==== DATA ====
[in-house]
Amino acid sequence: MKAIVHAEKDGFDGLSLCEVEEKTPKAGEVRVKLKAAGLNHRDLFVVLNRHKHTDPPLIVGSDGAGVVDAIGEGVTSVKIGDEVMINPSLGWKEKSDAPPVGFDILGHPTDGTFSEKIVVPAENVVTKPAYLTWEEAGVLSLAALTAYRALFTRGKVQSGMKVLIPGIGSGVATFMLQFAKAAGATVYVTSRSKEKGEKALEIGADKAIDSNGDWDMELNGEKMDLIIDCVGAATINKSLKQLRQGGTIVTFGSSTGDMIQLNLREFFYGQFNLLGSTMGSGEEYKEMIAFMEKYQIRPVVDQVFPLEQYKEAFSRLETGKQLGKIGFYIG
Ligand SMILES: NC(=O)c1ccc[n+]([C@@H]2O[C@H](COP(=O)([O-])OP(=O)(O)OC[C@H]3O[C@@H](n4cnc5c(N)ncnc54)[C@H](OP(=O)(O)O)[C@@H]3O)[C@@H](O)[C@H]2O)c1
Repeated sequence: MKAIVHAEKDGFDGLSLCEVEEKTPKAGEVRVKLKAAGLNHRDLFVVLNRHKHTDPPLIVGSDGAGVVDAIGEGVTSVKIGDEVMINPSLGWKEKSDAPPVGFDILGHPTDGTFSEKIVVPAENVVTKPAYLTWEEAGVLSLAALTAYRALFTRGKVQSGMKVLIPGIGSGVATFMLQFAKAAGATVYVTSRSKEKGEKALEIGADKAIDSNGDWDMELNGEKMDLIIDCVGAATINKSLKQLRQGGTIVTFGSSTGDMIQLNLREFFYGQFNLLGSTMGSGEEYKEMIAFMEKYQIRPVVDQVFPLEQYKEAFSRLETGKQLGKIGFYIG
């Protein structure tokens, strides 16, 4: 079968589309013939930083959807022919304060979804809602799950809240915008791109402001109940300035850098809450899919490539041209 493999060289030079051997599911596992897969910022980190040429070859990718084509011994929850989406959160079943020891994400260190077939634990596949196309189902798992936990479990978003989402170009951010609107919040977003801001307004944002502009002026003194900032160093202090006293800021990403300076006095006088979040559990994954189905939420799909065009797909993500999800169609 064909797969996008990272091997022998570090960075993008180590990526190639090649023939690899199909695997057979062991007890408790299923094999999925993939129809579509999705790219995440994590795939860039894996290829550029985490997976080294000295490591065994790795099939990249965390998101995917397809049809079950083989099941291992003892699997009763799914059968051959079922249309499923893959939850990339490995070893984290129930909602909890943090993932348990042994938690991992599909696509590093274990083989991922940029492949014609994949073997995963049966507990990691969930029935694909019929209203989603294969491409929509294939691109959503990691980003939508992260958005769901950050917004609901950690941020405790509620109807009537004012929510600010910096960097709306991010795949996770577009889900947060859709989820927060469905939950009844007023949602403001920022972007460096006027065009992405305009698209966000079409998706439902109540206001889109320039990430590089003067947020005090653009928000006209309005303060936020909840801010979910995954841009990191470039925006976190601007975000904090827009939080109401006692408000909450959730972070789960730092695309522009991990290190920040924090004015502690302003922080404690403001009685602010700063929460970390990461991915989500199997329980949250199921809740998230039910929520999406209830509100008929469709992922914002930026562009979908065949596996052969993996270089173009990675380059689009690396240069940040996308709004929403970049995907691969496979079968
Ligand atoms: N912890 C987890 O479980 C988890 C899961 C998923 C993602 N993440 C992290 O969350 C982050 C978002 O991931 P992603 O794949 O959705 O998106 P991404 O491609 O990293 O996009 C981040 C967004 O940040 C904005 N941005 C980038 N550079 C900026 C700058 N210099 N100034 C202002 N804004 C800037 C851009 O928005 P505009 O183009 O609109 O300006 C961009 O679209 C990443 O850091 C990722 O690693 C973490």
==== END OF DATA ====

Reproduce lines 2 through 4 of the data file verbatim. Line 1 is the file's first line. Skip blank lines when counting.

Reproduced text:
Amino acid sequence: MKAIVHAEKDGFDGLSLCEVEEKTPKAGEVRVKLKAAGLNHRDLFVVLNRHKHTDPPLIVGSDGAGVVDAIGEGVTSVKIGDEVMINPSLGWKEKSDAPPVGFDILGHPTDGTFSEKIVVPAENVVTKPAYLTWEEAGVLSLAALTAYRALFTRGKVQSGMKVLIPGIGSGVATFMLQFAKAAGATVYVTSRSKEKGEKALEIGADKAIDSNGDWDMELNGEKMDLIIDCVGAATINKSLKQLRQGGTIVTFGSSTGDMIQLNLREFFYGQFNLLGSTMGSGEEYKEMIAFMEKYQIRPVVDQVFPLEQYKEAFSRLETGKQLGKIGFYIG
Ligand SMILES: NC(=O)c1ccc[n+]([C@@H]2O[C@H](COP(=O)([O-])OP(=O)(O)OC[C@H]3O[C@@H](n4cnc5c(N)ncnc54)[C@H](OP(=O)(O)O)[C@@H]3O)[C@@H](O)[C@H]2O)c1
Repeated sequence: MKAIVHAEKDGFDGLSLCEVEEKTPKAGEVRVKLKAAGLNHRDLFVVLNRHKHTDPPLIVGSDGAGVVDAIGEGVTSVKIGDEVMINPSLGWKEKSDAPPVGFDILGHPTDGTFSEKIVVPAENVVTKPAYLTWEEAGVLSLAALTAYRALFTRGKVQSGMKVLIPGIGSGVATFMLQFAKAAGATVYVTSRSKEKGEKALEIGADKAIDSNGDWDMELNGEKMDLIIDCVGAATINKSLKQLRQGGTIVTFGSSTGDMIQLNLREFFYGQFNLLGSTMGSGEEYKEMIAFMEKYQIRPVVDQVFPLEQYKEAFSRLETGKQLGKIGFYIG